Or maybe they can remember the night when Sadie and I were lying in bed - head to toe - and I noticed a sore on her foot where she had had a splinter for awhile and didn't want to say anything, but we toughed it out, got it out, and hugged it out. 

Or maybe they can remember sitting up on Sunday nights after everyone was in bed and watching Hallmark movies and sobbing our eyes out. 

Or maybe they'll remember having a fever for a week straight and we went to the ER and Mom sat there all night and maybe she was scared to death but she didn't say a word except that it'd be okay. 

Yeah, because I want them to know that I'm not the best Mom in the world.  I'll never do some things right but I'd like to think I get it right some times and that maybe no one is going to love them quite like I do (or their Dad does). 

And I also want them to know that my life wouldn't be nearly as wonderful as it would be without them, hands down, bar none.  I wouldn't be as brave without them.  I wouldn't have found my voice without them.  I wouldn't be as loving without them.  I wouldn't be me at all without them. 

So, I hope this embarrasses them when they read it some day and they'll just shake their heads and say "Oh, Mom, you silly....goose."

I mean, honestly, by the time they get around to reading this, the hubs and I might be living in a cabin in the woods because the zombie apocalypse has occurred and we needed to get the hell outta dodge.  And maybe they'll be in the cabin next to us.  ;)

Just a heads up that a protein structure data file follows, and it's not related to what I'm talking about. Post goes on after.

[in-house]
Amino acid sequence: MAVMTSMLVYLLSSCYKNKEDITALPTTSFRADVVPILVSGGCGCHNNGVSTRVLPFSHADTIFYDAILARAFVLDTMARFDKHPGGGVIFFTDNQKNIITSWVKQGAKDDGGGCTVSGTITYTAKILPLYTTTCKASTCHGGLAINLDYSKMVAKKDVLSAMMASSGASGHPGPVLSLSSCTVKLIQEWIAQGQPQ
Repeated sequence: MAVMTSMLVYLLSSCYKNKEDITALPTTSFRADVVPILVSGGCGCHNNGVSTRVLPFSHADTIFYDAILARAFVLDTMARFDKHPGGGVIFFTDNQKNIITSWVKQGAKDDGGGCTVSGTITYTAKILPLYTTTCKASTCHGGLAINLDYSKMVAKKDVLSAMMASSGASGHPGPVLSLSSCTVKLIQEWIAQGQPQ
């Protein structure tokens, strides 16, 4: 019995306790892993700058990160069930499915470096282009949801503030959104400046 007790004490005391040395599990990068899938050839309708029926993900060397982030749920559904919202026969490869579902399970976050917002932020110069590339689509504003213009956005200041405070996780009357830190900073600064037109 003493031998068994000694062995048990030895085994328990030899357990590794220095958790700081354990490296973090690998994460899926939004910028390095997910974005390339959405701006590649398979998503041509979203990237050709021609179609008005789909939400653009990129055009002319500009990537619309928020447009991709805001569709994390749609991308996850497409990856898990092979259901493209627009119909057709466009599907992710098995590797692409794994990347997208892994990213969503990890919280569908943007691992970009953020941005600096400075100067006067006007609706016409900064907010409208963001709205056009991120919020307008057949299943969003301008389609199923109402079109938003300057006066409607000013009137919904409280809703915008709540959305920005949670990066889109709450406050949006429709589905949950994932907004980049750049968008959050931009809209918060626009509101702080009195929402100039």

In closing, I leave you Darryl Worley's tribute to .... life: 

My fave lyrics out of it: 

I laid in bed that night and thought about the day
And how my life is like a roller coaster ride
The ups and downs and crazy turns along the way
It'll throw you off if you don't hold on tight
You can't really smile until you've shed some tears
I could die today or I might live on for years

I love this crazy, tragic,
Sometimes almost magic,
Awful, beautiful life

P.S.  I promise to get to the 40th birthday business....just not today. 

Monday, June 10, 2013

The life of a River Rat....

Somewhere on the Iowa River this weekend, the hubs & I decided to have our own homegrown shindig for my *gulp* fortieth birthday.  But, I'm going to forgo that subject just yet.  Don't worry, we'll come back to it.